The weathering hypothesis as an explanation for racial disparities in health: a systematic review

Allana T. Forde, Danielle M. Crookes, Shakira F. Suglia, Ryan T. Demmer

Research output: Contribution to journalReview article

8 Scopus citations

Abstract

Purpose: The weathering hypothesis states that chronic exposure to social and economic disadvantage leads to accelerated decline in physical health outcomes and could partially explain racial disparities in a wide array of health conditions. This systematic review summarizes the literature empirically testing the weathering hypothesis and assesses the quality of the evidence regarding weathering as a determinant of racial disparities in health. Methods: Databases (Web of Science, Ovid MEDLINE, PubMed, and Embase) were searched for studies published in English up to July 1, 2017. Studies that tested the weathering hypothesis for any physical health outcome and included at least one socially or economically disadvantaged group (e.g., Blacks) for whom the weathering hypothesis applies were assessed for eligibility. Threats to validity were assessed using the Quality in Prognostic Studies tool. Results: The 41 included studies were rated as having overall good methodological quality. Most studies found evidence in support of the weathering hypothesis, although the magnitude of support varied by the health outcome and population studied. Conclusions: Future evaluations of the weathering hypothesis should include an examination of additional health outcomes and interrogate mechanisms that could link weathering to poor health.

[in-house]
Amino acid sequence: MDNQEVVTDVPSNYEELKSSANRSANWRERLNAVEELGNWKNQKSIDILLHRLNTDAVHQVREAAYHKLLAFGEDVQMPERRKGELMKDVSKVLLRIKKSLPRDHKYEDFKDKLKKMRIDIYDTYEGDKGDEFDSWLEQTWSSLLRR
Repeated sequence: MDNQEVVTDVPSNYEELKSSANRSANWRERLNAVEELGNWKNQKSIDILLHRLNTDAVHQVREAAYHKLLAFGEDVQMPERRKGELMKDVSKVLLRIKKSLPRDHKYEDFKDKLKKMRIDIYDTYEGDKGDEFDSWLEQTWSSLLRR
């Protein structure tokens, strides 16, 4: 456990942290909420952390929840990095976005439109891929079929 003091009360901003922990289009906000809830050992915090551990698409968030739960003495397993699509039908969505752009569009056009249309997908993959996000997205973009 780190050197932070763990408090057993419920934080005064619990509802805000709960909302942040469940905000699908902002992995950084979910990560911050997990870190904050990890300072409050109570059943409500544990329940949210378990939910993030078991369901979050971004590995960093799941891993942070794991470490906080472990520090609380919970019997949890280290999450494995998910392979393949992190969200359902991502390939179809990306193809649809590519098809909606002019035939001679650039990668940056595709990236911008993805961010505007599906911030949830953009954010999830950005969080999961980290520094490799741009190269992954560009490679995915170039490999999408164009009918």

Original languageEnglish (US)
Pages (from-to)1-18.e3
JournalAnnals of epidemiology
Volume33
DOIs
StatePublished - May 2019

Keywords

  • Health disparities
  • Health inequalities
  • Race
  • Weathering

PubMed: MeSH publication types

  • Journal Article
  • Research Support, N.I.H., Extramural
  • Systematic Review

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